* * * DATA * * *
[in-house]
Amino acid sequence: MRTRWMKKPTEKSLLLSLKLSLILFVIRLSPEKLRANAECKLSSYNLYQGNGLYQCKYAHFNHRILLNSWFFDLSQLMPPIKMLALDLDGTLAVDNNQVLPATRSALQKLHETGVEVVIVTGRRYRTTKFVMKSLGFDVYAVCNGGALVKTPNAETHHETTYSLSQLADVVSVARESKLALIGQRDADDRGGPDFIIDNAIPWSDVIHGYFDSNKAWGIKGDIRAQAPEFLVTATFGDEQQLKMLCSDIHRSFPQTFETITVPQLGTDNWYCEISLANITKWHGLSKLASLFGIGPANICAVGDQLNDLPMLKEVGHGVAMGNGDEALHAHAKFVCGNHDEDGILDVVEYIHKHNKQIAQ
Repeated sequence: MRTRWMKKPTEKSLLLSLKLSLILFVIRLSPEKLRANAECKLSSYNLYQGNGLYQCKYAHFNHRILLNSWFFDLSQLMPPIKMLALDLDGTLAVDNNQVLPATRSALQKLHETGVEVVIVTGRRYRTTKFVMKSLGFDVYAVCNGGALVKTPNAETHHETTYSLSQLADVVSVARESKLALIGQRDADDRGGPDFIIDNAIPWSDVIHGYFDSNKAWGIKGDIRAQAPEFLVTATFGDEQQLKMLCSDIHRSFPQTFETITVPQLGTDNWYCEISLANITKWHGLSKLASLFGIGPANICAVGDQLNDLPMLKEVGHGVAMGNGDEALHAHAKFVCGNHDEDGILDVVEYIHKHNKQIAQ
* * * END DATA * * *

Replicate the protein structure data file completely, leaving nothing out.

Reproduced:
[in-house]
Amino acid sequence: MRTRWMKKPTEKSLLLSLKLSLILFVIRLSPEKLRANAECKLSSYNLYQGNGLYQCKYAHFNHRILLNSWFFDLSQLMPPIKMLALDLDGTLAVDNNQVLPATRSALQKLHETGVEVVIVTGRRYRTTKFVMKSLGFDVYAVCNGGALVKTPNAETHHETTYSLSQLADVVSVARESKLALIGQRDADDRGGPDFIIDNAIPWSDVIHGYFDSNKAWGIKGDIRAQAPEFLVTATFGDEQQLKMLCSDIHRSFPQTFETITVPQLGTDNWYCEISLANITKWHGLSKLASLFGIGPANICAVGDQLNDLPMLKEVGHGVAMGNGDEALHAHAKFVCGNHDEDGILDVVEYIHKHNKQIAQ
Repeated sequence: MRTRWMKKPTEKSLLLSLKLSLILFVIRLSPEKLRANAECKLSSYNLYQGNGLYQCKYAHFNHRILLNSWFFDLSQLMPPIKMLALDLDGTLAVDNNQVLPATRSALQKLHETGVEVVIVTGRRYRTTKFVMKSLGFDVYAVCNGGALVKTPNAETHHETTYSLSQLADVVSVARESKLALIGQRDADDRGGPDFIIDNAIPWSDVIHGYFDSNKAWGIKGDIRAQAPEFLVTATFGDEQQLKMLCSDIHRSFPQTFETITVPQLGTDNWYCEISLANITKWHGLSKLASLFGIGPANICAVGDQLNDLPMLKEVGHGVAMGNGDEALHAHAKFVCGNHDEDGILDVVEYIHKHNKQIAQ